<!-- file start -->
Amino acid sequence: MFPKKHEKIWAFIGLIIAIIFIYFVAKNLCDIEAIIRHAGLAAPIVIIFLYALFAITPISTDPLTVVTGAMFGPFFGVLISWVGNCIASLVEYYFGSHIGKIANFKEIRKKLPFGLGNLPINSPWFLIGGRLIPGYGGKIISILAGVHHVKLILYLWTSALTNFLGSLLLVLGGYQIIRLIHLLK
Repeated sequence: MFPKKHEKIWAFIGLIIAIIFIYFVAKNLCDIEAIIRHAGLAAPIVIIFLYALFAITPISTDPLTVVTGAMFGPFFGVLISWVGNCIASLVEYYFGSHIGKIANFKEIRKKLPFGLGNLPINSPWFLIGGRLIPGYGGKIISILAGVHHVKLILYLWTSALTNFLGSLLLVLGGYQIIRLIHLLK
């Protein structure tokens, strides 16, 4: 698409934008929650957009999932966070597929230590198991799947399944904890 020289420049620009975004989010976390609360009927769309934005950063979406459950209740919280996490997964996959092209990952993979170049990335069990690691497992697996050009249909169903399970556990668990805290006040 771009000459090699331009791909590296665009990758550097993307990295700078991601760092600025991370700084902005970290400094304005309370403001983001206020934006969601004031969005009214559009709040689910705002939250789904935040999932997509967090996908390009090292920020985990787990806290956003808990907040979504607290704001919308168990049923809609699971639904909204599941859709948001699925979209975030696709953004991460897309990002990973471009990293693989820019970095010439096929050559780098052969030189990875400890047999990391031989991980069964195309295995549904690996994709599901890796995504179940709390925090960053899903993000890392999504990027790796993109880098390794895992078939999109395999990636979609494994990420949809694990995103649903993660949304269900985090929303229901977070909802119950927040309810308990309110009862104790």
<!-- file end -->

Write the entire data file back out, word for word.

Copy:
Amino acid sequence: MFPKKHEKIWAFIGLIIAIIFIYFVAKNLCDIEAIIRHAGLAAPIVIIFLYALFAITPISTDPLTVVTGAMFGPFFGVLISWVGNCIASLVEYYFGSHIGKIANFKEIRKKLPFGLGNLPINSPWFLIGGRLIPGYGGKIISILAGVHHVKLILYLWTSALTNFLGSLLLVLGGYQIIRLIHLLK
Repeated sequence: MFPKKHEKIWAFIGLIIAIIFIYFVAKNLCDIEAIIRHAGLAAPIVIIFLYALFAITPISTDPLTVVTGAMFGPFFGVLISWVGNCIASLVEYYFGSHIGKIANFKEIRKKLPFGLGNLPINSPWFLIGGRLIPGYGGKIISILAGVHHVKLILYLWTSALTNFLGSLLLVLGGYQIIRLIHLLK
């Protein structure tokens, strides 16, 4: 698409934008929650957009999932966070597929230590198991799947399944904890 020289420049620009975004989010976390609360009927769309934005950063979406459950209740919280996490997964996959092209990952993979170049990335069990690691497992697996050009249909169903399970556990668990805290006040 771009000459090699331009791909590296665009990758550097993307990295700078991601760092600025991370700084902005970290400094304005309370403001983001206020934006969601004031969005009214559009709040689910705002939250789904935040999932997509967090996908390009090292920020985990787990806290956003808990907040979504607290704001919308168990049923809609699971639904909204599941859709948001699925979209975030696709953004991460897309990002990973471009990293693989820019970095010439096929050559780098052969030189990875400890047999990391031989991980069964195309295995549904690996994709599901890796995504179940709390925090960053899903993000890392999504990027790796993109880098390794895992078939999109395999990636979609494994990420949809694990995103649903993660949304269900985090929303229901977070909802119950927040309810308990309110009862104790």